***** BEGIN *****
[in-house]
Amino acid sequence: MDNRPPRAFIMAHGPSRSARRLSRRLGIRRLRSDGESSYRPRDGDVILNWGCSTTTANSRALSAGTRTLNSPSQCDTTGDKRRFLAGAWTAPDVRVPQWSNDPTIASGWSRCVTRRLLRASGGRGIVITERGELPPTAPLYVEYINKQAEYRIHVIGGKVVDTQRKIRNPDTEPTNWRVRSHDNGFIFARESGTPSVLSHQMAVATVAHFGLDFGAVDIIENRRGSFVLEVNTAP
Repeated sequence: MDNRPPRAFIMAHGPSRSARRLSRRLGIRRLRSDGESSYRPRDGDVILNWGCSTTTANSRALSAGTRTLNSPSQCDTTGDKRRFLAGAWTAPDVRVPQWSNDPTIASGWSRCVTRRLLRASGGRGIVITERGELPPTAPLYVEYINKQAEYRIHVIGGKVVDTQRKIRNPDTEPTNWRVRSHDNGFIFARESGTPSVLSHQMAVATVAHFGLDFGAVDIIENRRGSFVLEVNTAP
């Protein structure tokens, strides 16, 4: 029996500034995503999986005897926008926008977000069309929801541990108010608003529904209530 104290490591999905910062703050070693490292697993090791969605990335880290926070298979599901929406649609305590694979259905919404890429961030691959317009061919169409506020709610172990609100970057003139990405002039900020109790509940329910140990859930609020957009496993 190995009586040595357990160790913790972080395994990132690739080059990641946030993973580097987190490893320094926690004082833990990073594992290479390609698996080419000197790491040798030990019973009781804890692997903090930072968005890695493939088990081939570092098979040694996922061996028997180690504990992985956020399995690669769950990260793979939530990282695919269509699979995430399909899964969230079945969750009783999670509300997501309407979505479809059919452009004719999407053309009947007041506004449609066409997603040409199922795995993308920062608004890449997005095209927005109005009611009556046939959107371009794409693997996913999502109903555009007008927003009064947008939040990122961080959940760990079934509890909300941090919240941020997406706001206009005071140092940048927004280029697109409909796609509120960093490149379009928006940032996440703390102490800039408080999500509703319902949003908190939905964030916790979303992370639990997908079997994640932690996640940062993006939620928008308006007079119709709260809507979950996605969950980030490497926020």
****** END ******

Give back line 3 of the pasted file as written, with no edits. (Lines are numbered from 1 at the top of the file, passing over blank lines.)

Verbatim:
Repeated sequence: MDNRPPRAFIMAHGPSRSARRLSRRLGIRRLRSDGESSYRPRDGDVILNWGCSTTTANSRALSAGTRTLNSPSQCDTTGDKRRFLAGAWTAPDVRVPQWSNDPTIASGWSRCVTRRLLRASGGRGIVITERGELPPTAPLYVEYINKQAEYRIHVIGGKVVDTQRKIRNPDTEPTNWRVRSHDNGFIFARESGTPSVLSHQMAVATVAHFGLDFGAVDIIENRRGSFVLEVNTAP